By now I should know to laugh at myself when I make plans. I am famous in my family for my detailed “To-Do Lists,” but in recent months – years even – the quiet moment in which I actually write the list is followed by a storm which blows the ambitious slip of paper right out of my hand. The most important tasks do end up getting done somehow in stolen moments, but my grand plans become outdated before they ever start. I am tired of saying, “when life settles down;” tired of starting “Day One” of a new plan; tired, in general.
We, as a family, have weathered some terrible storms. In the face of the tragic loss of my beloved nephew we have had to learn how to take each day as it comes, one day at a time. Each day has its own challenges. We have had medical crises, emotional abysses, physical challenges. Through it all we have learned to nurture ourselves and each other, even to laugh again, and we have received loving support from everyone we know.
In the quiet moments between the storms, though, it is sometimes hard to move.
It turns out that I am good in a crisis. In an emergency I am good at focusing on what needs to be done. In hospitals, ERs, doctors’ offices, during moves and mourning, I am 100% there. But in those days and months after the storms I sit surrounded by the debris of life and I cannot move. That is when I make those To-Do Lists, and then listlessly pick up the TV remote, or curl up with a book.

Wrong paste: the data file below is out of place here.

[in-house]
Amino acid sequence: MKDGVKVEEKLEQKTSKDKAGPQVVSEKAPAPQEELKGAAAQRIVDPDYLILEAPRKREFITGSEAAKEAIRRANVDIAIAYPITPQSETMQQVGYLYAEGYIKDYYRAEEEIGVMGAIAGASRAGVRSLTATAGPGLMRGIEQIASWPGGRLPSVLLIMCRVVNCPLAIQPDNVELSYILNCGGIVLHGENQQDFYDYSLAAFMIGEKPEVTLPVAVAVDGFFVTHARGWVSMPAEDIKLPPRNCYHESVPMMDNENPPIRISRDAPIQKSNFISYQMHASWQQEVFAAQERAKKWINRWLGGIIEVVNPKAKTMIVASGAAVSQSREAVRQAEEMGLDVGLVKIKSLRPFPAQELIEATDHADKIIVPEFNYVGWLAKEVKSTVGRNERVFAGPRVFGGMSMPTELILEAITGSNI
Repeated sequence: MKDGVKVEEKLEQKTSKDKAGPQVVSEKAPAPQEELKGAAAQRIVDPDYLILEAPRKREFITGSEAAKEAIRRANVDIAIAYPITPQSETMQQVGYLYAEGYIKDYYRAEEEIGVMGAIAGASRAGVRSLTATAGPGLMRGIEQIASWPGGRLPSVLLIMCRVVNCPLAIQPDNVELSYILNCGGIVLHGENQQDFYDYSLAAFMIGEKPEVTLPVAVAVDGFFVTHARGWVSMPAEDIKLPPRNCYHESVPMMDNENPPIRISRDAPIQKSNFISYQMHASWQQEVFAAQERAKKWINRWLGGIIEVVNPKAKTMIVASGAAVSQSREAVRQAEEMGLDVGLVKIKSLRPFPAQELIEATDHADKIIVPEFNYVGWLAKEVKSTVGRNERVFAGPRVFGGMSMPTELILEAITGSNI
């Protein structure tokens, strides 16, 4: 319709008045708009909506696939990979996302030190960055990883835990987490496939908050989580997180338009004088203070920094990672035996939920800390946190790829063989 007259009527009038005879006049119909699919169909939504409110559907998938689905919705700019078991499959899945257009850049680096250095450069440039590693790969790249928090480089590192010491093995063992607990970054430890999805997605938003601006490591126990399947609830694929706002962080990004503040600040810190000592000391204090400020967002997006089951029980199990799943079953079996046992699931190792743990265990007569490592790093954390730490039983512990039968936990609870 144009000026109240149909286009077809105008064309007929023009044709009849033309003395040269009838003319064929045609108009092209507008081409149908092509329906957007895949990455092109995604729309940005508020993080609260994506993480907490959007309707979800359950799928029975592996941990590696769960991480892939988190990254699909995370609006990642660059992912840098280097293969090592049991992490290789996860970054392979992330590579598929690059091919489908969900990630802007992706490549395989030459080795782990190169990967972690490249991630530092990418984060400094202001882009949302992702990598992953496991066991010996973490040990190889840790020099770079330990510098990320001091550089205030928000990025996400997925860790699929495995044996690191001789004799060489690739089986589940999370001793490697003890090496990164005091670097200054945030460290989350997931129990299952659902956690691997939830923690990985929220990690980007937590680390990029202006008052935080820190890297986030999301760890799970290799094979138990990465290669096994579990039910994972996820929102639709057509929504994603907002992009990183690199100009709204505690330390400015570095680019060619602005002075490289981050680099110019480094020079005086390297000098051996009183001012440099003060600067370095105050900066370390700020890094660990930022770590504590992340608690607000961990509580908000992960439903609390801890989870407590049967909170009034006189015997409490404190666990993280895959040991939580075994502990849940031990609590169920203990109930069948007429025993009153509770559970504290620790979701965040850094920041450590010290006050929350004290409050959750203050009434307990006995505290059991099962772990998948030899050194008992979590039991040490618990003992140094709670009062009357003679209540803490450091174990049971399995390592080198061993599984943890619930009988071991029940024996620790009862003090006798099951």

Today could have been one of those days, but recent health scares have gotten my attention: I need to exercise. So today I made a promise to do one active thing for myself first, before doing anything else. Today I would go for a swim.
I did it. I got myself to the gym. I remembered to bring my swimsuit. I asked to share a lane with the least intimidating swimmer. I slowly, steadily went from one end of the pool to the other. I reminded myself that the first six lengths are the hardest. I promised myself to do twenty. I kept going. I stopped at thirty when I remembered that I had forgotten to put sunscreen on my face. Two steps forward and one step back in the “taking care of myself” journey. But I did it and I felt good. I even felt good enough to write, a goal that had fluttered away on a To-Do List long ago.
I am not making plans to swim every day or to write every day. I know to laugh at those kinds of plans. I do promise to do what I can, when I can, to take care of myself so that I can weather the storms.
Today is not Day One of a new plan. Today is just One Day, one good day.